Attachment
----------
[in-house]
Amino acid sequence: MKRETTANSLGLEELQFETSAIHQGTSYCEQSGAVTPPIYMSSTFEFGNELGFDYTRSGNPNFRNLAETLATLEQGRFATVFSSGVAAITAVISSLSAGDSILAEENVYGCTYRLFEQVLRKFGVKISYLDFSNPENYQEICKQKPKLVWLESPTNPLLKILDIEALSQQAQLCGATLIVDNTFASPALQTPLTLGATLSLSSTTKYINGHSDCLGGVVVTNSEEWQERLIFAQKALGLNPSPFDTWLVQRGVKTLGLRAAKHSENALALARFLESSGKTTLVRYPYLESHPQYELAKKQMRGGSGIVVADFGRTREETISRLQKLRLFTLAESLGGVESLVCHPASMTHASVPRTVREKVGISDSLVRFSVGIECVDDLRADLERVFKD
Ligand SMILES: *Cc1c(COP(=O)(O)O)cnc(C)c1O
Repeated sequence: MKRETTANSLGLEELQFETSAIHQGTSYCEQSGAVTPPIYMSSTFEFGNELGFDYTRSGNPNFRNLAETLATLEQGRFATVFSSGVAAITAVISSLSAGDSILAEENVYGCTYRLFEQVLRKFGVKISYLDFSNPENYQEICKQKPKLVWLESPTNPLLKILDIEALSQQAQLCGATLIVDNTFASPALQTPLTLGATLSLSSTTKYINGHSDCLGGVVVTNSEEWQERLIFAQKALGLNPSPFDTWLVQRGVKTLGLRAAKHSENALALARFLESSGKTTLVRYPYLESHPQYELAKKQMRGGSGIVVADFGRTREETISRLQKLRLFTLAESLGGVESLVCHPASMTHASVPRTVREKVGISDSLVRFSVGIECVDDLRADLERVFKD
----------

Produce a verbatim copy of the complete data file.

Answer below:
[in-house]
Amino acid sequence: MKRETTANSLGLEELQFETSAIHQGTSYCEQSGAVTPPIYMSSTFEFGNELGFDYTRSGNPNFRNLAETLATLEQGRFATVFSSGVAAITAVISSLSAGDSILAEENVYGCTYRLFEQVLRKFGVKISYLDFSNPENYQEICKQKPKLVWLESPTNPLLKILDIEALSQQAQLCGATLIVDNTFASPALQTPLTLGATLSLSSTTKYINGHSDCLGGVVVTNSEEWQERLIFAQKALGLNPSPFDTWLVQRGVKTLGLRAAKHSENALALARFLESSGKTTLVRYPYLESHPQYELAKKQMRGGSGIVVADFGRTREETISRLQKLRLFTLAESLGGVESLVCHPASMTHASVPRTVREKVGISDSLVRFSVGIECVDDLRADLERVFKD
Ligand SMILES: *Cc1c(COP(=O)(O)O)cnc(C)c1O
Repeated sequence: MKRETTANSLGLEELQFETSAIHQGTSYCEQSGAVTPPIYMSSTFEFGNELGFDYTRSGNPNFRNLAETLATLEQGRFATVFSSGVAAITAVISSLSAGDSILAEENVYGCTYRLFEQVLRKFGVKISYLDFSNPENYQEICKQKPKLVWLESPTNPLLKILDIEALSQQAQLCGATLIVDNTFASPALQTPLTLGATLSLSSTTKYINGHSDCLGGVVVTNSEEWQERLIFAQKALGLNPSPFDTWLVQRGVKTLGLRAAKHSENALALARFLESSGKTTLVRYPYLESHPQYELAKKQMRGGSGIVVADFGRTREETISRLQKLRLFTLAESLGGVESLVCHPASMTHASVPRTVREKVGISDSLVRFSVGIECVDDLRADLERVFKD